In this interview with Segun Oladipupo, the President of the Institute of Transport Administration (IoTA), Prof. Innocent Ogude, the first Transport Management professor in West Africa bares his mind on the economic role of the Shippers’ Council as well as the rot in the transport sector of Nigeria. He also elucidates on the prospects that the institute is set to achieve within a short time.
The theme of IoTA’s conference 2014 is Transforming the Transport Sector in Nigeria, what exactly is Institute out to achieve with the conference?
The transformation that IoTA is talking about is really derived from the agenda of Federal Government. The Federal Government has a well articulated transformation agenda for all sectors of the country. When you talk of transformation, you are talking of growth and the development following the agenda of government to induce growth and development in the economy, we also talk of transformation in transport sector, because that is the sector where we belong.
So, the reason we want to do that is to examine how Nigerian transport sector has been transforming over the years beginning from 1999 when we began the conscious program of reform, but in order to transform, you have to reform and the transformation is in two ways, we do not have the infrastructure, our infrastructure base is very low and we also do not have institution, so the thing we want to do is to grow to grow infrastructural base and then to bring about the institutions that will ensure that it is a steady growth in the transport sector, so these are the reasons IoTA wants to key into that programme of transformation of federal government, to let people know what it is and to critique it and say the way forward for the progress of this country with particular reference to transport.
Let us talk about the regulatory agency in transport sector, they don’t have one yet?
We do have regulatory agencies in terms of those who regulate safety and combine it with operational regulation. What we do not have essentially is economic regulation. Let me elaborate on what I have just said, if you a look at the maritime sector for instance, a National Maritime Authority is a regulatory agency, but it is in charge of the safety aspect and in charge of regulating the growth of the shipping sector, not the economic of it, if you look at aviation sector, the NCAA (Nigerian Civil Aviation Authority) is actually by the decree establishing them in 2005, they are supposed to be in charge of audit, economic, and safety aspects, they are not doing the economic aspect, but the decree said they should do both.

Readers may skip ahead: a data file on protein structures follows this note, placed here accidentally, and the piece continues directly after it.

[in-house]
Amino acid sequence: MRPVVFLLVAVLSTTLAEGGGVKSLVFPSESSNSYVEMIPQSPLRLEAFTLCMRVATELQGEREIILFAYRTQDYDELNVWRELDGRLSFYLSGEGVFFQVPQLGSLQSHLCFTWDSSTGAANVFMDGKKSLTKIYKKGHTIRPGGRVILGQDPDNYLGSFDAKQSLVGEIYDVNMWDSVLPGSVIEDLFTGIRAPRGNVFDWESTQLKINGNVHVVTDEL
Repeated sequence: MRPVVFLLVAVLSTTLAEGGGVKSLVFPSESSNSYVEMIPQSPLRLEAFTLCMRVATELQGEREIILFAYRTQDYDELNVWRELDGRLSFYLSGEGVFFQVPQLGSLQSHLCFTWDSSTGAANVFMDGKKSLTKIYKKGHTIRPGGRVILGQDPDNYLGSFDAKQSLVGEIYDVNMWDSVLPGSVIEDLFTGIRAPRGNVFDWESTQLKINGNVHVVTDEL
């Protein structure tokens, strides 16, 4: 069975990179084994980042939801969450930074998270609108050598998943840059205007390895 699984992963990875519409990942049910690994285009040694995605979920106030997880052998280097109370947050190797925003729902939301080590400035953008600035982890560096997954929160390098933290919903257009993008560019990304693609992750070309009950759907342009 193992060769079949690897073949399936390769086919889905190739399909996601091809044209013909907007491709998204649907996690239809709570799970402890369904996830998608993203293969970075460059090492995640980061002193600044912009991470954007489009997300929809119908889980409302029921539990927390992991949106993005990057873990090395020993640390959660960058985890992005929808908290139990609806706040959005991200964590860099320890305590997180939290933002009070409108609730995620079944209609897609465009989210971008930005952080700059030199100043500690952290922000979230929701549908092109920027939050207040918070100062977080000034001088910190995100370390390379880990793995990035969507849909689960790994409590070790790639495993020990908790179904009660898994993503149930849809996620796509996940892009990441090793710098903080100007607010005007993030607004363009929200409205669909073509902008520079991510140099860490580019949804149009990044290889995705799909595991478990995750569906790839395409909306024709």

If you look at the maritime, the port sector, there is no regular there because the Port Authority is supposed to be the regulator and the operator, but with the transformations that are taking place or the reforms that are taking place the Nigerian port is now the land lord and we have various customers who are running the port, that means that there is competition already in port operation, because we have 26 concessionaries that are running the port, and that is where economic regulations comes in, where there is a regulated environment, there must be an umpire; somebody who will be in charge of making sure that the rules of the market are observed, that there is fair play and that the customers do not get short-changed by the actions of the people who are acting in this sector.
So you can see that what I have just said is the same thing with rail sector and all that. So why I said there is regulation is that there is regulation but is not the kind of regulation that we want in terms of the transformation that we are going into. The kind of regulation we want is to make sure that there is a free market environment that is, in a situation that every transport sector will have different operations who are competing in a fair game and we have to have an umpire that is regulating their economic behavior not safety behavior. That umpire has not yet been touched, and that is what the federal government is proposing when they are talking of the National Transport Commission, it is yet to come when the National Transport Commission comes, it is going to be in charge of economic regulation in the rail sector, economic regulation in the maritime sector , economic regulation in the inland water way sector but not the aviation sector. When I was talking, I ignored the road sector, there is also a transformation in the road sector as we see in the paper that I presented.